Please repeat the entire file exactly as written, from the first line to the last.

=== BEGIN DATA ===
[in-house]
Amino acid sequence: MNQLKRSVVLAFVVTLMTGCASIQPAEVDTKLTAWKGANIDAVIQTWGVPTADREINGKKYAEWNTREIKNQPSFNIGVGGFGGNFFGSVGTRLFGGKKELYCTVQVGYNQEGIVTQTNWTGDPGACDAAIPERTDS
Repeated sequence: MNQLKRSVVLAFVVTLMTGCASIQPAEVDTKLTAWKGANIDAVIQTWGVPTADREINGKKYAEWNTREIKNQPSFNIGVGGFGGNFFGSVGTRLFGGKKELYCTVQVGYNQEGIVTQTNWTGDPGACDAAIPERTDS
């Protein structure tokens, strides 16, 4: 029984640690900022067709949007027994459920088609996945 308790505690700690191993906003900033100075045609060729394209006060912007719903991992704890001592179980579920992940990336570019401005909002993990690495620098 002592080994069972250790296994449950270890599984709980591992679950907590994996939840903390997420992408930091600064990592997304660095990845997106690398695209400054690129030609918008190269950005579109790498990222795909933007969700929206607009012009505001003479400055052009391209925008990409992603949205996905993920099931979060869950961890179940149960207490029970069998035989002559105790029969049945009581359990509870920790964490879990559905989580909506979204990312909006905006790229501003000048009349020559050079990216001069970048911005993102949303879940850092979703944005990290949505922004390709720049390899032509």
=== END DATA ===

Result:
[in-house]
Amino acid sequence: MNQLKRSVVLAFVVTLMTGCASIQPAEVDTKLTAWKGANIDAVIQTWGVPTADREINGKKYAEWNTREIKNQPSFNIGVGGFGGNFFGSVGTRLFGGKKELYCTVQVGYNQEGIVTQTNWTGDPGACDAAIPERTDS
Repeated sequence: MNQLKRSVVLAFVVTLMTGCASIQPAEVDTKLTAWKGANIDAVIQTWGVPTADREINGKKYAEWNTREIKNQPSFNIGVGGFGGNFFGSVGTRLFGGKKELYCTVQVGYNQEGIVTQTNWTGDPGACDAAIPERTDS
């Protein structure tokens, strides 16, 4: 029984640690900022067709949007027994459920088609996945 308790505690700690191993906003900033100075045609060729394209006060912007719903991992704890001592179980579920992940990336570019401005909002993990690495620098 002592080994069972250790296994449950270890599984709980591992679950907590994996939840903390997420992408930091600064990592997304660095990845997106690398695209400054690129030609918008190269950005579109790498990222795909933007969700929206607009012009505001003479400055052009391209925008990409992603949205996905993920099931979060869950961890179940149960207490029970069998035989002559105790029969049945009581359990509870920790964490879990559905989580909506979204990312909006905006790229501003000048009349020559050079990216001069970048911005993102949303879940850092979703944005990290949505922004390709720049390899032509």